Oracle Repackages Queries, Data Mining Inside 9i

REDWOOD SHORES, CALIFORNIA (11/20/2000) - Oracle Corp. this week will bolster its upcoming 9i database with the announcement that it will meld three once-separate server programs for data warehouse and business intelligence applications into a strategic data storehouse.

The change eliminates the need for users to deploy and maintain separate products and reduces the labor needed to make the applications work together. This extension of Oracle's flagship database is part of Oracle's plan to make 9i the linchpin of corporate e-commerce sites.

Relational database vendors usually offer separate server products for online analytical processing (OLAP), which can run complex "what-ifs" and similar queries against lots of data. Other products handle data mining, which uses algorithms to sift though data packed into huge data warehouses, searching for patterns or predicting trends. Similarly, building data warehouses, which collect data from inventory, billing and other production-relational databases, requires separate servers to move, convert and load the data. Until now, this was also Oracle's approach.

Oracle engineers have dismantled three acquired products, Express, Darwin and Pure Integrate and rebuilt their elements inside the database so they use the underlying Oracle 9i data manager. Oracle Express was the multidimensional database for OLAP queries, Darwin was the data mining server and Pure Integrate was used for data warehouse extraction, loading and transformation (ELT). In 9i, these become OLAP, data mining and ELT services. The database will run on many Unix and Windows NT/2000 servers, and IBM S/390 mainframes.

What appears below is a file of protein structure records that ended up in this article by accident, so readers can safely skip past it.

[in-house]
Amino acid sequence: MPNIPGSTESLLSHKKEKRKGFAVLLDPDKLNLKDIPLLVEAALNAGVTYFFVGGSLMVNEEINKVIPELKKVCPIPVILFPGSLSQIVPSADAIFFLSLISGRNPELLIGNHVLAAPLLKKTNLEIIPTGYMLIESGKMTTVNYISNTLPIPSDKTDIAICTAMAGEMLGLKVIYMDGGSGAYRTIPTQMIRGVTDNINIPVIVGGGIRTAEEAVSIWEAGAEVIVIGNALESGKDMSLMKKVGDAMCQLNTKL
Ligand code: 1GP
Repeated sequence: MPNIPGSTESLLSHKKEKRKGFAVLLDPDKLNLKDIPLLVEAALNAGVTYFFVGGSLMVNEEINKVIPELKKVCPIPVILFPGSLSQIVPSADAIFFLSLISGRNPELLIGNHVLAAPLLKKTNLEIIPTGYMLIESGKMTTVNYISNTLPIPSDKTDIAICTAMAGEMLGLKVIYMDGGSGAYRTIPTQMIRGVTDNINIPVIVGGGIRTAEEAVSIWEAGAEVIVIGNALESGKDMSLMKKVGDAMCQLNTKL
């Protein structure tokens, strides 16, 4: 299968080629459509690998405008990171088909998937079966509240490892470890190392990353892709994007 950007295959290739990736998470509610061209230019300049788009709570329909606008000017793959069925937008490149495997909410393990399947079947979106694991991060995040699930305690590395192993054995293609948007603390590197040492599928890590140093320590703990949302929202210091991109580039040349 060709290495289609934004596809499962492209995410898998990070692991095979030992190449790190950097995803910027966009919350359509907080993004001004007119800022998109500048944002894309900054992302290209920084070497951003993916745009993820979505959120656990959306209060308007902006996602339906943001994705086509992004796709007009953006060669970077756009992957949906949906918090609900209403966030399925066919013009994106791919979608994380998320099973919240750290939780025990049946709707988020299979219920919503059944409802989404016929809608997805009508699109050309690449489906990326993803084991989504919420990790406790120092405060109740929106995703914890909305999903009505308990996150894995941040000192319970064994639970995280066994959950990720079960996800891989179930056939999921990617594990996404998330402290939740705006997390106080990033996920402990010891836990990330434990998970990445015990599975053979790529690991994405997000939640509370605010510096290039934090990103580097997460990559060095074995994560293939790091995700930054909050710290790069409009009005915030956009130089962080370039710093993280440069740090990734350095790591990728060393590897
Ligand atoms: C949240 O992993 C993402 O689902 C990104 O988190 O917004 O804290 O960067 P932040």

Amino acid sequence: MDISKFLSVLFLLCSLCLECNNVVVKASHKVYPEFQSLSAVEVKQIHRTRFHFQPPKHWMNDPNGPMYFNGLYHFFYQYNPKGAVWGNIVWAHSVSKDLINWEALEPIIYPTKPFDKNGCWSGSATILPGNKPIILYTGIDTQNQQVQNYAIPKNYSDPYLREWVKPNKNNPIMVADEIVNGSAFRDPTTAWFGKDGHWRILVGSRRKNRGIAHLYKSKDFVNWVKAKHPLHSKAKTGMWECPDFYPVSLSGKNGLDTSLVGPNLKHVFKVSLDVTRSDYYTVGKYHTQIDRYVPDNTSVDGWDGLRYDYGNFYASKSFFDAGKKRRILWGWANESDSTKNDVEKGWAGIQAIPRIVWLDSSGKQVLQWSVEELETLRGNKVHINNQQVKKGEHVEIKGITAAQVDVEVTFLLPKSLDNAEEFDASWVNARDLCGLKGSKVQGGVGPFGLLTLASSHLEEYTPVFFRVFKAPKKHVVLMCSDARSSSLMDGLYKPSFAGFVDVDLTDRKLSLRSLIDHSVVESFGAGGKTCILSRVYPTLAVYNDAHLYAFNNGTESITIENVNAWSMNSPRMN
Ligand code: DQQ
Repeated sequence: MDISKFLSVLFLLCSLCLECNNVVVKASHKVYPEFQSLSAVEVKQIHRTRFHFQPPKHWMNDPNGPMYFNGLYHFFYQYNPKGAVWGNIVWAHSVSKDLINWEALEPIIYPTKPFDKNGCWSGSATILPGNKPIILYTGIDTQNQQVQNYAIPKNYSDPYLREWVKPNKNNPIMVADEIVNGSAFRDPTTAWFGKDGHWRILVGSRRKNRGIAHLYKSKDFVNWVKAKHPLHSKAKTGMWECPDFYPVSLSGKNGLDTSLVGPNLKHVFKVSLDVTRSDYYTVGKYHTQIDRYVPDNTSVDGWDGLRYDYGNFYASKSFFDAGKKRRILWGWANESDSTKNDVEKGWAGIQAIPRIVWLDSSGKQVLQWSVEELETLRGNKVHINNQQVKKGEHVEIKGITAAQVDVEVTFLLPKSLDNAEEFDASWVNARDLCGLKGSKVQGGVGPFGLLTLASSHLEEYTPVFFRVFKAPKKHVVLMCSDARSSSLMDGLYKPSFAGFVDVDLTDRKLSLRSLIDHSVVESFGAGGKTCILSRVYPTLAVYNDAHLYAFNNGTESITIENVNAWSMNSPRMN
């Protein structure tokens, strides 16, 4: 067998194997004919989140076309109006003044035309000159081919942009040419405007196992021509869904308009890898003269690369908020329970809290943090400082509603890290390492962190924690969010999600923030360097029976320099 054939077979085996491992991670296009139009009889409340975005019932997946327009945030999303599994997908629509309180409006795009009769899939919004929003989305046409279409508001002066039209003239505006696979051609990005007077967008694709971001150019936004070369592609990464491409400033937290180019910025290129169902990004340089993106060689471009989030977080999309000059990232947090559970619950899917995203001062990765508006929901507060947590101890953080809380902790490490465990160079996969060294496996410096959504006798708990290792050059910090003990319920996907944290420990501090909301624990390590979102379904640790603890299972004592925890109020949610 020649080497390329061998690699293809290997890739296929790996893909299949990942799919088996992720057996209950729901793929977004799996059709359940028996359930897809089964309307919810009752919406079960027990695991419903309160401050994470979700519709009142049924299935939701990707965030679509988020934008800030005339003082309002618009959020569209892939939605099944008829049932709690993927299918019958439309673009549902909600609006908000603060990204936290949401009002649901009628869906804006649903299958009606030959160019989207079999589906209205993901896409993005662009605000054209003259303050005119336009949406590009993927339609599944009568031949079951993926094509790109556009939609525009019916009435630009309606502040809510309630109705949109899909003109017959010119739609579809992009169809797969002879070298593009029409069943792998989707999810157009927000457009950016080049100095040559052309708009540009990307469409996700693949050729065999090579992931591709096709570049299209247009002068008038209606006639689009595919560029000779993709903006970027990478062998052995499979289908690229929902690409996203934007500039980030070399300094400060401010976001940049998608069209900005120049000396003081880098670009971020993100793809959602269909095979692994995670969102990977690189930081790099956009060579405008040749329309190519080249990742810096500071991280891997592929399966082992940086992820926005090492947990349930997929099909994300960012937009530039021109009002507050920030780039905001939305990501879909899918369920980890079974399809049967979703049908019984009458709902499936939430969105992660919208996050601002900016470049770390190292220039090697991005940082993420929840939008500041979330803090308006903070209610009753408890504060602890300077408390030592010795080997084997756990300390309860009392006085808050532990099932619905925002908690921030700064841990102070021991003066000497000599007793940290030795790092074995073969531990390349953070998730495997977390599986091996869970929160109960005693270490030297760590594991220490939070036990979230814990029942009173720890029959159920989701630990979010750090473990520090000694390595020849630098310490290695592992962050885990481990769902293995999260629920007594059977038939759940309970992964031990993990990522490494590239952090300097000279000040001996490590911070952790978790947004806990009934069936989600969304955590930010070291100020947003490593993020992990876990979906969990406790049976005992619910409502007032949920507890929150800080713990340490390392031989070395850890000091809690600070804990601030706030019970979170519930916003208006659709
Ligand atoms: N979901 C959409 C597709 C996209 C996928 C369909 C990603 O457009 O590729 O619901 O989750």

Some Oracle extensions to SQL, which is used to access relational data, lets existing SQL applications and tools easily access the new features, says Jagdish Mirani, an Oracle marketing executive.

Oracle says a new release, 3i, of Oracle Warehouse Builder (OWB) will be included with 9i. OWB is a tool set for setting up a data warehouse and, especially, for managing metadata.

Also new are a set of Enterprise Java Beans, dubbed Oracle BI Beans, that use a new Java API created for business intelligence queries. Pricing for BI Beans will be released next spring.

That's also the target date for the release of Oracle 9i, and the accompanying release of OWB. Final packaging and pricing have not yet been set.

Oracle: www.oracle.com

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